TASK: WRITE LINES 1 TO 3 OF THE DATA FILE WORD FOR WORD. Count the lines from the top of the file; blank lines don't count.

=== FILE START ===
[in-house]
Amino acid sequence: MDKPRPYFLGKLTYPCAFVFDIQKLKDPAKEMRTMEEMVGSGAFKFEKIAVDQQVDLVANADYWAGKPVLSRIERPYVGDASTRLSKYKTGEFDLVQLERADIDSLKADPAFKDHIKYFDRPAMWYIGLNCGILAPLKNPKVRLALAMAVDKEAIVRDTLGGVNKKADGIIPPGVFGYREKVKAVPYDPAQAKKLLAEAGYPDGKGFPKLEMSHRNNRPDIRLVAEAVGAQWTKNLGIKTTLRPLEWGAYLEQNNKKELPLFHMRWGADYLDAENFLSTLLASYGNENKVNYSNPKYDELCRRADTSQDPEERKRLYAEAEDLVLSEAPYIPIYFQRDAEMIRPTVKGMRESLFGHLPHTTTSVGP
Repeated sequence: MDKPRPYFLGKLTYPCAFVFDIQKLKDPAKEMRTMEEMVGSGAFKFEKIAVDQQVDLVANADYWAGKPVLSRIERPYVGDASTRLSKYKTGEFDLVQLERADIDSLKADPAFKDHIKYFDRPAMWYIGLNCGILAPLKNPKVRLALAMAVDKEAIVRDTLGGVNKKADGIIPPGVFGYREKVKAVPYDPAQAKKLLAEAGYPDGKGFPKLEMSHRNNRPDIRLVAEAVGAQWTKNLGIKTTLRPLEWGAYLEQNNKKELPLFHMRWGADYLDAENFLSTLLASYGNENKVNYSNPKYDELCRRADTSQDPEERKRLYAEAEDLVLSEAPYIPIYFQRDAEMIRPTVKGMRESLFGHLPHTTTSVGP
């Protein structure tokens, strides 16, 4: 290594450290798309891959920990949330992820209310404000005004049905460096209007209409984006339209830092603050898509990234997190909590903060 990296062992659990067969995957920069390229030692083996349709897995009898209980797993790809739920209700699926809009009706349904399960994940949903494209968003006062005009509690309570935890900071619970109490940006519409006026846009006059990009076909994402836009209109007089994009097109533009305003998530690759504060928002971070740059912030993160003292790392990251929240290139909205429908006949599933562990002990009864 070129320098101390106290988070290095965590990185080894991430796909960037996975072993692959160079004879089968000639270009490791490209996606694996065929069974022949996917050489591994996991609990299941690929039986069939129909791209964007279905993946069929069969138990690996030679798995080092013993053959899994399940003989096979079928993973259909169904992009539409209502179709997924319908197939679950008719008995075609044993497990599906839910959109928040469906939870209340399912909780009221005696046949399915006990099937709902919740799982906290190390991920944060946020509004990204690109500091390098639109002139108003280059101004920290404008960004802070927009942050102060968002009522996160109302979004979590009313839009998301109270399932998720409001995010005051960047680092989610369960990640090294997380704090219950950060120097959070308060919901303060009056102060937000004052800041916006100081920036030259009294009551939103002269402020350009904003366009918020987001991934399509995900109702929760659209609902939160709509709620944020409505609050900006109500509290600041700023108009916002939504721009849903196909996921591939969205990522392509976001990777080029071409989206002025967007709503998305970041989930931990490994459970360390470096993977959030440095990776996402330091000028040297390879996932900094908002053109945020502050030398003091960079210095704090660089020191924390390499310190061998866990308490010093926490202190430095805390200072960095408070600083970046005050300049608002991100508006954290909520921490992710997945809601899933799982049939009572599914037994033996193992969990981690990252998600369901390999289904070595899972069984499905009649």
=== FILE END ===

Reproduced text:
[in-house]
Amino acid sequence: MDKPRPYFLGKLTYPCAFVFDIQKLKDPAKEMRTMEEMVGSGAFKFEKIAVDQQVDLVANADYWAGKPVLSRIERPYVGDASTRLSKYKTGEFDLVQLERADIDSLKADPAFKDHIKYFDRPAMWYIGLNCGILAPLKNPKVRLALAMAVDKEAIVRDTLGGVNKKADGIIPPGVFGYREKVKAVPYDPAQAKKLLAEAGYPDGKGFPKLEMSHRNNRPDIRLVAEAVGAQWTKNLGIKTTLRPLEWGAYLEQNNKKELPLFHMRWGADYLDAENFLSTLLASYGNENKVNYSNPKYDELCRRADTSQDPEERKRLYAEAEDLVLSEAPYIPIYFQRDAEMIRPTVKGMRESLFGHLPHTTTSVGP
Repeated sequence: MDKPRPYFLGKLTYPCAFVFDIQKLKDPAKEMRTMEEMVGSGAFKFEKIAVDQQVDLVANADYWAGKPVLSRIERPYVGDASTRLSKYKTGEFDLVQLERADIDSLKADPAFKDHIKYFDRPAMWYIGLNCGILAPLKNPKVRLALAMAVDKEAIVRDTLGGVNKKADGIIPPGVFGYREKVKAVPYDPAQAKKLLAEAGYPDGKGFPKLEMSHRNNRPDIRLVAEAVGAQWTKNLGIKTTLRPLEWGAYLEQNNKKELPLFHMRWGADYLDAENFLSTLLASYGNENKVNYSNPKYDELCRRADTSQDPEERKRLYAEAEDLVLSEAPYIPIYFQRDAEMIRPTVKGMRESLFGHLPHTTTSVGP